Per- and polyfluoroalkyl substances (PFAS) Exposure Through Munitions in Russia-Ukraine Conflict

By Lauren A Koban and Andrew R Pfluger
Integr Environ Assess Manag
August 19, 2022
DOI: 10.1002/ieam.4672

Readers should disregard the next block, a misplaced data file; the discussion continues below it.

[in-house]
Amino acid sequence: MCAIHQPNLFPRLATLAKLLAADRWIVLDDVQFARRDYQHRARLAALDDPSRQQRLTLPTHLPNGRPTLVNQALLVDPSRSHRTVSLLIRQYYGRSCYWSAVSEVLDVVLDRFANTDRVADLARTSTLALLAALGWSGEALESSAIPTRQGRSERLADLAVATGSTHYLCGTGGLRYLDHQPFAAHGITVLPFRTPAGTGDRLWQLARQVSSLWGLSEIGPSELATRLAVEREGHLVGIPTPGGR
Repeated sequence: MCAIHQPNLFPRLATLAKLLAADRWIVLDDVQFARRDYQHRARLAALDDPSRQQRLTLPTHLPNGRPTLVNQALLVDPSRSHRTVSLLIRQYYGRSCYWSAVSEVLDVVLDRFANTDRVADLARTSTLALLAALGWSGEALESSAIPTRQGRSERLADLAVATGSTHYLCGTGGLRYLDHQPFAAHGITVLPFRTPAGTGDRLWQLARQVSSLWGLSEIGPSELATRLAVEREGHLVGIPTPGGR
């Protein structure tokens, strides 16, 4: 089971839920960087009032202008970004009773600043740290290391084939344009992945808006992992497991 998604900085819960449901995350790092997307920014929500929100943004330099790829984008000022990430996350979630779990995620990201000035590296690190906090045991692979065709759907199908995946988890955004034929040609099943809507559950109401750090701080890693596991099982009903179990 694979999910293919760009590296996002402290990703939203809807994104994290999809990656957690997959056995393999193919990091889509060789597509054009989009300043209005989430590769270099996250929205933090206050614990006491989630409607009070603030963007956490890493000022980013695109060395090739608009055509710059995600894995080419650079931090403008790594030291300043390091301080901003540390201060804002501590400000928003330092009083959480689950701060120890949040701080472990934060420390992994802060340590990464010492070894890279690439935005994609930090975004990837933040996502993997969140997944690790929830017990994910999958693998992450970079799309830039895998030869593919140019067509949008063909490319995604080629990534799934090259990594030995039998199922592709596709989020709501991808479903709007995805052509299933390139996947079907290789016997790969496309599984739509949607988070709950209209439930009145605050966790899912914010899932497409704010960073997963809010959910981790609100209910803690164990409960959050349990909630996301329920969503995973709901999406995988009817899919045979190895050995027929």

Considered contaminants of emerging concern, per- and polyfluoroalkyl substances (PFAS) are a class of toxic, manufactured chemicals found in commercial and consumer products such as nonstick cookware, food packaging, and firefighting foams. Human exposure to PFAS through inhalation and ingestion can cause a variety of harmful effects and negative health outcomes. PFAS possess high polarity and chemical stability, enabling them to resist degradation in most environmental conditions. These characteristics allow PFAS to be mobile in soil, air, and water, and bioaccumulate in living organisms. Due to their thermally resistant chemical properties, PFAS are used as binders in plastic/polymer-bonded explosives (PBX) and in various components of munitions. Thus, when munitions are detonated, PFAS are released into the environment as aerosols and can deposit in the soil, surface water, or biota. Air emission modeling suggests that ground-level and airborne detonation of munitions can increase PFAS deposition both locally and long-range. Further, if industrial facilities with PFAS are damaged or destroyed, there is greater potential for environmental degradation from increased release of PFAS into the environment. Due to their persistent nature, PFAS can remain in an environment long after armed conflict, indirectly impacting ecosystems, food sources, and human health. The toxic contamination from munitions could present a greater hazard to a larger population over time than acute detonation events. This paper discusses methods for estimating war-related damage from PFAS by exploring predictive modeling approaches and post-war ground validation techniques. This article is protected by copyright. All rights reserved.© 2022 The Authors. Integrated Environmental Assessment and Management published by Wiley Periodicals LLC on behalf of Society of Environmental Toxicology & Chemistry (SETAC).

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